Instead, I recommend Streamyard. [Streamyard] is not nearly as flexible as OBS, but it provides a set of simple features that automate the most common livestreaming processes. Streamyard makes it easy to invite guests, share a window or a screen, and to manage the overall layout of the different video elements. Customizing with your own branding is a matter of uploading a few images. It funnels conversations from Twitch and other streaming destinations into a single chat pane, and you can highlight individual comments on the screen. OBS requires a fairly advanced understanding to do these things.
That said, access to all of these features in Streamyard costs money, where OBS is free, but costs time and stress to get over the learning curves and create the screen layouts and motion effects in Streamyard.
Streamyard can take your produced stream and send it to a number of locations. To set it up to send the stream to Twitch, visit:
It’s worth noting as well that if you don’t want to stream your session live, StreamYard has an option to simply record your session, for you to share on YouTube later. When you create a new broadcast studio, you’ll be presented with that option. Alternatively you can use a dedicated recording tool like getwelder.com or riverside.fm to make the recording instead of Twitch + Streamyard.
Finally, if you are doing on-screen collaboration, you need a way to share access to your work! Although both Streamyard and OBS allow you to share a window into the livestream, neither offers any kind of interactivity with guests. So we need one more piece of software. There are two primary contenders in this space: VS Code Live Share and CoScreen.
[VS Code Live Share] is at the moment the most popular option, as many developers already know and use VS Code. If you and your guest are only working on text files (like source code), and are both already comfortable with VS Code, then it’s a great option that’s easy to get started with. But outside of that limited scope, VS Code Live Share is less appealing, particularly if you prefer a different IDE like Xcode, Eclipse, or JetBrains. VS Code Live Share also doesn’t work if you want to collaborate on something that is not pure text, like a web page rendered in a browser, or graphic or UI design, or UI design.
[CoScreen] is a new option that makes collaboration feel more natural. A spiritual successor to Screenhero, CoScreen allows you and your guests to share windows from your individual desktops to more naturally recreate the experience of working together on the same computer. It lets you use the tools you’re already familiar with, and invites more interactive collaboration. CoScreen is the best option when you want to go beyond text editing, for example, to share a web browser to preview or test a web app, or work together on UI design for an iPhone app in Xcode.
Naturally, I recommend CoScreen for its flexibility. Make sure you and any guests have [downloaded CoScreen] and created an account. CoScreen uses the concept of a shared room for collaboration, called appropriately enough “CoScreens”.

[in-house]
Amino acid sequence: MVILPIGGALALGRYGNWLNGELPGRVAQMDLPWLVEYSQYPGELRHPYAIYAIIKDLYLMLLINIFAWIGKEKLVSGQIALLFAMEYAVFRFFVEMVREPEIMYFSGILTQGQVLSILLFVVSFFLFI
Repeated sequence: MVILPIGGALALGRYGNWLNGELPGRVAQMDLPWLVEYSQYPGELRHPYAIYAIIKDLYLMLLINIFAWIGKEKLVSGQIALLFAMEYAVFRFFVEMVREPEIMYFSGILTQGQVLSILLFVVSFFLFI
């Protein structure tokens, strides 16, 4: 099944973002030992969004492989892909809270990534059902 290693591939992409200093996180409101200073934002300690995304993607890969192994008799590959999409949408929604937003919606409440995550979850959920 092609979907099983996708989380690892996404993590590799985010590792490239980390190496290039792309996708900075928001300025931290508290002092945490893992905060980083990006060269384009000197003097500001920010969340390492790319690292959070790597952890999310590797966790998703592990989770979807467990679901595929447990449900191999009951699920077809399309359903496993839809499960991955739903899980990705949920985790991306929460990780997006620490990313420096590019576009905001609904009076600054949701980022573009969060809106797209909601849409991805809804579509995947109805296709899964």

Make sure you have one created for the livestream, and that all your guests have the URL to join it. Click the “New CoScreen” button in the CoScreen dashboard to make that happen.
Now, how do you put all these pieces together?
1. Create a new broadcast in Streamyard
And clicking “Create a broadcast”. Choose Twitch from the list of sources, or if you want to only record your session for sharing later you can choose “Skip, Record only”.
2. Once you’re in the studio, make sure your camera and mic work. Invite your guest using the “Invite” button at the bottom:
3. Set up your share collaboration space. For the DevRel Salon, we use a markdown file to record notes from the conversation; I pull up a new file in Sublime Text, and use CoScreen to share that window with the note-taker so we can work on it together during the show.
Open the application you’re going to work on together, and click the “Share Window” tab that CoScreen places above the foreground window.
This will add the window into the share workspace.
4. Then I share the Sublime Text window into the stream with Streamyard using the “Share” button at the bottom of the Streamyard window.
5. Make sure to add yourself, your guest or guests, and the shared window into the stream, by hovering over each thumbnail, and clicking “Add to stream”:
The results should look something like this:
We’ve got the guests on the left, and the document we’re collaborating on via CoScreen on the right.
6. Although Streamyard handles all the chat really transparently, it doesn’t expose Twitch’s moderation tools. So you’ll have to open the Twitch moderation dashboard in a separate window:
7. When everything is in place, just hit “Stream”! Once the session is over, you’ll be able to grab a recording of the session from Twitch (if you streamed it) or Streamyard (if you chose “Record only”). In Twitch, visit:
To get a list of all livestreams ready to download. Don’t forget that Twitch only holds your recordings for two weeks!
See for yourself!
Took about two hours to set up, most of that was creating the branded graphics for Streamyard, and figuring out the configuration options on Twitch. I’m confident you’ll be ready to do some live collaboration yourself in no time.